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Windsor High student makes Parkinson’s discovery

Anjali Patel to represent Windsor, Governor’s School in international science fair

WINDSOR

A Windsor High School student’s groundbreaking research on Parkinson’s disease has earned her a ticket to the Intel International Science and Engineering Fair in Pittsburgh, Pennsylvania — the world’s largest international pre-college science competition, held annually in May.

There, Anjali Patel, 18, who attends both WHS and the New Horizons Governor’s School for Science and Technology, will present her findings on a previously unknown interaction between two of the three proteins involved in the onset of Parkinson’s disease. Parkinson’s is a neurodegenerative disease that can cause problems with speech, motor control and balance.

The three proteins involved in the onset of Parkinson’s, Patel explained, are alpha-synuclein, tau and tubular polymerization promoting protein, abbreviated TPPP/p25. When alpha-synuclein and tau are functional, they are known as monomers, but when they mis-fold they become toxic, and are referred to as oligomers.

This diagram Patel created illustrates the triangle interaction between the three proteins involved in the onset of Parkinson’s Disease.

She added that human brain cells react to this mis-folding by clumping the resulting oligomers together into clusters called Lewy bodies (for alpha-synulcien) and neurofibrillary tangles (for tau), which are not toxic. Parkinson’s occurs when some oligomers escape the cell and act as “seeds of pathology” to other neurons, ultimately creating more of these clusters and progressing the disease. The presence of these Lewy bodies of alpha-synuclein in neurons is considered the pathological hallmark of Parkinson’s. Many patients with this disease later also develop tau clusters, which are associated with dementia.

“A lot is already known about the interactions of alpha-synuclein, but not a lot is known about the interaction between tau and TPPP/p25,” Patel said. “TPPP/p25 is in the oligodendrocyte cells (a type of brain cell) in a normal brain, but in a person with PD, it appears in the neurons.”

She explained that it was already known that the presence of alpha-synuclein oligomers can induce the mis-folding and aggregation of TPPP/p25 as well as tau, and that tau oligomers can do the same to alpha-synuclein. What was not known and what her research sought to answer, she said, was whether tau could do the same to TPPP/p25.

To answer this question, she introduced all three forms of the tau protein (monomers, oligomers and fibrils) to a culture of a type of human brain cells called neuroblastoma SH-SY5Y, which she had previously cultured to express the protein TPPP/p25.

“What we were looking for was mis-folding and aggregation of tau and TPPP/p25,” Patel said.

She then showed a merged image created from multiple fluorescent microscope photographs of the cell culture showing a clump of proteins in one area specific area of the cell.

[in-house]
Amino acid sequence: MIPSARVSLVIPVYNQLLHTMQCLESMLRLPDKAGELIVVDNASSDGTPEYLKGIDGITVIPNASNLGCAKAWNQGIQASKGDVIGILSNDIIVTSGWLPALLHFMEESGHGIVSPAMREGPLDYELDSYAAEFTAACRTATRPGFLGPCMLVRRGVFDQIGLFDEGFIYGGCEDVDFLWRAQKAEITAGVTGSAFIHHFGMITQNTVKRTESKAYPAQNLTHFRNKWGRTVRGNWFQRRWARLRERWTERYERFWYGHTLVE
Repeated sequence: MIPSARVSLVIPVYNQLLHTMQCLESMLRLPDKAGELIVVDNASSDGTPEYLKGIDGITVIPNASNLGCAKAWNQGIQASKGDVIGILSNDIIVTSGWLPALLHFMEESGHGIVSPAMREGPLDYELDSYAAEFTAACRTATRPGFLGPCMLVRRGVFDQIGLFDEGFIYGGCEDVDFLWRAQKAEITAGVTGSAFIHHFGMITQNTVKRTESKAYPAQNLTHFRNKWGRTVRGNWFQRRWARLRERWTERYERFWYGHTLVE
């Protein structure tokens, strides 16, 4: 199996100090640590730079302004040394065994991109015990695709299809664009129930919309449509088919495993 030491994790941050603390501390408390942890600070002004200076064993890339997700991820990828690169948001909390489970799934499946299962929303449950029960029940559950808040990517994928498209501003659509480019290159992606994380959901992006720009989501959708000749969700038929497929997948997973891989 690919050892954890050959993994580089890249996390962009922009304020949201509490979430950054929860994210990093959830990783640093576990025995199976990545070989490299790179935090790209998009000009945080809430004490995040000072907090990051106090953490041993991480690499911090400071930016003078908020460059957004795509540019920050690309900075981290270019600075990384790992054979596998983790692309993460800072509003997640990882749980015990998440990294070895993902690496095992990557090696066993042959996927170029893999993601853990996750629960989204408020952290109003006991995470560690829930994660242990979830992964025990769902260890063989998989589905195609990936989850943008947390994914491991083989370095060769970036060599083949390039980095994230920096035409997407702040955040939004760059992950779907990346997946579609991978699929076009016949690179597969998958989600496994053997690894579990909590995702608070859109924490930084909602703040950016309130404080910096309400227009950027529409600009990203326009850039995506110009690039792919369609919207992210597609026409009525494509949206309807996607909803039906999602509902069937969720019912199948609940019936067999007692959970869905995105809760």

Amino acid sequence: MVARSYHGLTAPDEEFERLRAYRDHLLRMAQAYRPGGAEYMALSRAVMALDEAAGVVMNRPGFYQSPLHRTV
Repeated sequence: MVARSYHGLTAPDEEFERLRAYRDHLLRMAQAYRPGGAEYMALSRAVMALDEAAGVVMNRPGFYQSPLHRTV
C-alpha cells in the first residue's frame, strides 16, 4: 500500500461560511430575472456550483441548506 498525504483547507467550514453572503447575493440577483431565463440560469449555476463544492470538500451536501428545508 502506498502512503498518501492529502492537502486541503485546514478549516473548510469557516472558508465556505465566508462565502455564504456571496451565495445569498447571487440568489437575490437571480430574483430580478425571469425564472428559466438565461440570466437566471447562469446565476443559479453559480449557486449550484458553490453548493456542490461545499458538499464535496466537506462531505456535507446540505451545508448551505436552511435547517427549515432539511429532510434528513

“This supports our hypothesis that tau can cause the mis-folding and aggregation of TPPP/p25,” she explained. “This interaction between these three proteins plays a vital role in the progression of Parkinson’s Disease.”

Patel’s research began at the beginning of last summer when she, over three months, read background information on the three proteins and many of the publications of Dr. Diana Castillo-Caranza, an assistant research professor at Hampton University, who is her mentor for the research project.

“I picked her because of her research in the field of neurology,” Patel said, explaining that she had fallen in love with the field of neurology in 10th grade after taking AP Psychology.

Now in her senior year of high school, Patel hardly spends any time at WHS, leaving each day at 9:50 a.m. to travel to the Governor’s School, which is located in Hampton near Thomas Nelson Community College. She is there until 2:35 p.m. each day and after that, goes to Hampton University to work at the lab on her research until about 6 p.m.

She first presented her findings at the 67th annual Tidewater Science and Engineering Fair, held on March 3 at Old Dominion University, where she won first place in the category of cellular and molecular biology, and the first grand prize overall. It was her grand prize win that got her invited to exhibit at the International Science and Engineering Fair in May. As a result of her categorical win, she will also have the opportunity to exhibit at the state-level science fair on April 14 at the Virginia Tech Carilion School of Medicine and Research Institute, located in Roanoke.

Patel’s expects to have even more results to present by the date of the international science fair in May, as she is only one third of the way done with her research. When all is complete, she plans to publish the results in a scientific journal with Dr. Castillo-Carranza.

Currently there is no cure for Parkinson’s, and Patel confirmed that even with this discovery, any new treatment based on her research is still many years away.

“But now we can focus on another protein interaction from the triangle,” she said. “We see more of the interplay and mechanisms of the proteins of the disease itself, how it works.”